If a poll were taken to rate the greatest all-around game fish, I believe the striped bass would be near the top of the list. Although stripers are technically a saltwater species that move into freshwater to spawn, they can also live and thrive fulltime in freshwater as well. That characteristic has allowed striped bass to be stocked in lakes and reservoirs throughout North America, making this great fish widely available to inland anglers as well.
Stripers commonly reach weights of 20 or 30 pounds, either in the ocean or landlocked, and some exceptional fisheries will produce monsters of 40 to 50 pounds. A striped bass of any size is a strong and determined fighter, and they can be caught by a variety of angling methods, including live bait, artificial lures and even fly-fishing. They are also a handsome fish, with bright silver flanks displaying the perfect rows of stripes that give the species its name. Finally, stripers are also excellent eating, their white, flaky flesh tasting somewhat like crab.
About the only problem I have with striped bass is that I don't get to catch them nearly as often as I would like. Earlier this month, however, I enjoyed one of the best days of striper fishing I've ever had on Smith Mountain Lake in Virginia. With nearly 500 miles of shoreline, this sprawling impoundment is located about 25 miles southeast of Roanoke. Smith Mountain has long been famous as one of the best inland striper fisheries anywhere, and I have always wanted to fish there.
My fishing partner for that first Smith Mountain adventure was fellow outdoor writer Ken Keiser from Olathe, Kansas. We were at the dock at sunrise to meet Capt. Kenny Short, our guide for the day. Short lives and guides on Smith Mountain Lake year-round (www.KennysStriperGuideService.com), and he knows the lake intimately.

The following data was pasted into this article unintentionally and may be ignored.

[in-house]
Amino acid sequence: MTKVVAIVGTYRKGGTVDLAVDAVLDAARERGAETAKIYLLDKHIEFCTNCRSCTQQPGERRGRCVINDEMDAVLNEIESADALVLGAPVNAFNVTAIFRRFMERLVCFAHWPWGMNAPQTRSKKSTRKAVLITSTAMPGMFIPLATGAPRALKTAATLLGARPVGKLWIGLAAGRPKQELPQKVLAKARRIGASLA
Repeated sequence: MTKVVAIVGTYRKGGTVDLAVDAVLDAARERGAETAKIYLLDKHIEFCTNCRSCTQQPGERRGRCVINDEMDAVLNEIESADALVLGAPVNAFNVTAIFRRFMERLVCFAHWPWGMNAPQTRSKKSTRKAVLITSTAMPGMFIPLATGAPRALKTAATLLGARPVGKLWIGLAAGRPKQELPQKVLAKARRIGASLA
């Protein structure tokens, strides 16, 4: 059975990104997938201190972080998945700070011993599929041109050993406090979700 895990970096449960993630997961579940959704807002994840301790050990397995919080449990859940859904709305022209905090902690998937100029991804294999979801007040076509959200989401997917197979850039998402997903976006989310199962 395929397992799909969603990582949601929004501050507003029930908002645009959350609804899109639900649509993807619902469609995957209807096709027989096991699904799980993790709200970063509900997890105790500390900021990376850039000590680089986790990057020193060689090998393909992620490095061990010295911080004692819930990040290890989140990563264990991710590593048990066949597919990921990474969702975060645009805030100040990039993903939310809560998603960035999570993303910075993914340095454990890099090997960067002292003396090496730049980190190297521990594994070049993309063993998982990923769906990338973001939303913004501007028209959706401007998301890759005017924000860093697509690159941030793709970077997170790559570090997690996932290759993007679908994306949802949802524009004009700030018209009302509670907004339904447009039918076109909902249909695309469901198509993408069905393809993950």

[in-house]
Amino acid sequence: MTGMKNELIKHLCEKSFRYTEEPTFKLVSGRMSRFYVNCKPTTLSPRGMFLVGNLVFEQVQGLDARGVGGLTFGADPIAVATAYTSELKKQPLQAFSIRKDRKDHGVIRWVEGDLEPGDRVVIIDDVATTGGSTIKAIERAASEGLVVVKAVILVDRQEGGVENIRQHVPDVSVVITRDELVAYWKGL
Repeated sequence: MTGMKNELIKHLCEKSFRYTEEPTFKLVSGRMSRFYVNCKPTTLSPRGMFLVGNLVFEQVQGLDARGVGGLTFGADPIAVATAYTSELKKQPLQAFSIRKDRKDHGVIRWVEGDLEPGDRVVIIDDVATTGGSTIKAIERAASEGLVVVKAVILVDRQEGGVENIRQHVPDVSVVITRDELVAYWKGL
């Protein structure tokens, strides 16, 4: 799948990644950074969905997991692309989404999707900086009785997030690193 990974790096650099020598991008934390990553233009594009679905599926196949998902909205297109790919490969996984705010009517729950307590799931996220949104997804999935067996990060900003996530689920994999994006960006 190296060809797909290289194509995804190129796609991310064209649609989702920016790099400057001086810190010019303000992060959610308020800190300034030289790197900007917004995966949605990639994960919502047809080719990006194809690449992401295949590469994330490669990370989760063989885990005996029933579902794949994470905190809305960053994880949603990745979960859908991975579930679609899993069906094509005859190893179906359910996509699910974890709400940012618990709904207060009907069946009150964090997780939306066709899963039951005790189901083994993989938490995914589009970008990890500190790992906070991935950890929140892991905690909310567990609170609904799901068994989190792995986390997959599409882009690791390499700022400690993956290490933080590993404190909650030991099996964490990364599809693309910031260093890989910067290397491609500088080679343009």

As we stowed our gear aboard his boat, Short was candidly pessimistic about the fishing prospects. He explained that high barometric pressure and other recent weather conditions could make it a tough bite. Fortunately, those concerns were unfounded, and we had a successful morning, boating six stripers by 9:30.
Our fishing method was slow-trolling with live alewives, both on small planer boards and weighted flat lines. Short rigged the 4- to 6-inch baitfish on circle hooks. These uniquely shaped hooks have recently become popular for catch-and-release fishing in both fresh and saltwater when using live bait. Because of their design, circle hooks almost always hook a fish in the corner of the jaw, where it can be easily released with little or no harm, rather than in the gills or deep in the throat.
Good electronics are vital for striper fishing, both for finding fish-holding structure and the fish themselves. Short has state-of-art Lowrance sonar fishfinders and GPS on his boat, which added some fun to the morning. While I was on the bow of the boat, attempting to photograph the fall foliage along the lakeshore in the warm, morning sunlight, my companions were intently watching the onboard electronics. Then, in unison I heard them say, "Here comes a fish."
An instant later, one of the rods beside me began to bounce as a striper made off with the bait. Talk about calling the shot. They had actually been able to witness the fish on the sonar unit as it moved up for the bait.